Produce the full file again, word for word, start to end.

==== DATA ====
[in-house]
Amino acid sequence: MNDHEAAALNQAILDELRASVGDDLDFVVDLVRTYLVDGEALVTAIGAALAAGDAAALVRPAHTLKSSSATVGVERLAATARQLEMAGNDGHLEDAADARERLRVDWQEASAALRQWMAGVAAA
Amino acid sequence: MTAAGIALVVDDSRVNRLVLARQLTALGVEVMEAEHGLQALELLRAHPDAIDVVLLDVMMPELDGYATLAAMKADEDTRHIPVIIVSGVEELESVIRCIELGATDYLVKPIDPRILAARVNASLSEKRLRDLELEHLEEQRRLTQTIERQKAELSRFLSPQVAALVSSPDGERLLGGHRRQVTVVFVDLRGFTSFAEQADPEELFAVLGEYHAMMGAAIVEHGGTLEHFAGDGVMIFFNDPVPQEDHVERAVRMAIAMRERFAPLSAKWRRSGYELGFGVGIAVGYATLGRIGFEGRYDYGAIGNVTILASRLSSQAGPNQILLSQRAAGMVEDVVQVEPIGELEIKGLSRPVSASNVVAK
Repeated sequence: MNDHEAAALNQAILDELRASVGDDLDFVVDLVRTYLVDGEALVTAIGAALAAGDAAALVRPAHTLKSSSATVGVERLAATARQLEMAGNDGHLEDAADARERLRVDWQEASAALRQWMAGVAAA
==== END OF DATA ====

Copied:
[in-house]
Amino acid sequence: MNDHEAAALNQAILDELRASVGDDLDFVVDLVRTYLVDGEALVTAIGAALAAGDAAALVRPAHTLKSSSATVGVERLAATARQLEMAGNDGHLEDAADARERLRVDWQEASAALRQWMAGVAAA
Amino acid sequence: MTAAGIALVVDDSRVNRLVLARQLTALGVEVMEAEHGLQALELLRAHPDAIDVVLLDVMMPELDGYATLAAMKADEDTRHIPVIIVSGVEELESVIRCIELGATDYLVKPIDPRILAARVNASLSEKRLRDLELEHLEEQRRLTQTIERQKAELSRFLSPQVAALVSSPDGERLLGGHRRQVTVVFVDLRGFTSFAEQADPEELFAVLGEYHAMMGAAIVEHGGTLEHFAGDGVMIFFNDPVPQEDHVERAVRMAIAMRERFAPLSAKWRRSGYELGFGVGIAVGYATLGRIGFEGRYDYGAIGNVTILASRLSSQAGPNQILLSQRAAGMVEDVVQVEPIGELEIKGLSRPVSASNVVAK
Repeated sequence: MNDHEAAALNQAILDELRASVGDDLDFVVDLVRTYLVDGEALVTAIGAALAAGDAAALVRPAHTLKSSSATVGVERLAATARQLEMAGNDGHLEDAADARERLRVDWQEASAALRQWMAGVAAA